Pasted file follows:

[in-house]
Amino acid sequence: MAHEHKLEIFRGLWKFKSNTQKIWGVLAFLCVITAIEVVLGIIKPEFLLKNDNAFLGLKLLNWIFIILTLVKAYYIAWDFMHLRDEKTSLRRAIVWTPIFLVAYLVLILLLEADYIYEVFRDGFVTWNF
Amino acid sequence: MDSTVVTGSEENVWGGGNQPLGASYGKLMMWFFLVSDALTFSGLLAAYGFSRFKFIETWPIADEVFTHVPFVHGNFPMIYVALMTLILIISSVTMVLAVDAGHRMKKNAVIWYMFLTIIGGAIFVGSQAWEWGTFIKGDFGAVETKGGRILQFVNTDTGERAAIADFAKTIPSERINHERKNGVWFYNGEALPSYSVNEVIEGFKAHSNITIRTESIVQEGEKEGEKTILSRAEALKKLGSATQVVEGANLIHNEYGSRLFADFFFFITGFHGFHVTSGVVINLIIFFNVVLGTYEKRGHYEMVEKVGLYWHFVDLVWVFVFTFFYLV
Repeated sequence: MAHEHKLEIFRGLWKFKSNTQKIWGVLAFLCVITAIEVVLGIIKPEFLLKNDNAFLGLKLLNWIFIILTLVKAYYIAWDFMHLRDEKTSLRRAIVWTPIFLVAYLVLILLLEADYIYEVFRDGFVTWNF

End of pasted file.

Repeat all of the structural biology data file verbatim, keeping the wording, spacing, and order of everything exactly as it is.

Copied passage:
[in-house]
Amino acid sequence: MAHEHKLEIFRGLWKFKSNTQKIWGVLAFLCVITAIEVVLGIIKPEFLLKNDNAFLGLKLLNWIFIILTLVKAYYIAWDFMHLRDEKTSLRRAIVWTPIFLVAYLVLILLLEADYIYEVFRDGFVTWNF
Amino acid sequence: MDSTVVTGSEENVWGGGNQPLGASYGKLMMWFFLVSDALTFSGLLAAYGFSRFKFIETWPIADEVFTHVPFVHGNFPMIYVALMTLILIISSVTMVLAVDAGHRMKKNAVIWYMFLTIIGGAIFVGSQAWEWGTFIKGDFGAVETKGGRILQFVNTDTGERAAIADFAKTIPSERINHERKNGVWFYNGEALPSYSVNEVIEGFKAHSNITIRTESIVQEGEKEGEKTILSRAEALKKLGSATQVVEGANLIHNEYGSRLFADFFFFITGFHGFHVTSGVVINLIIFFNVVLGTYEKRGHYEMVEKVGLYWHFVDLVWVFVFTFFYLV
Repeated sequence: MAHEHKLEIFRGLWKFKSNTQKIWGVLAFLCVITAIEVVLGIIKPEFLLKNDNAFLGLKLLNWIFIILTLVKAYYIAWDFMHLRDEKTSLRRAIVWTPIFLVAYLVLILLLEADYIYEVFRDGFVTWNF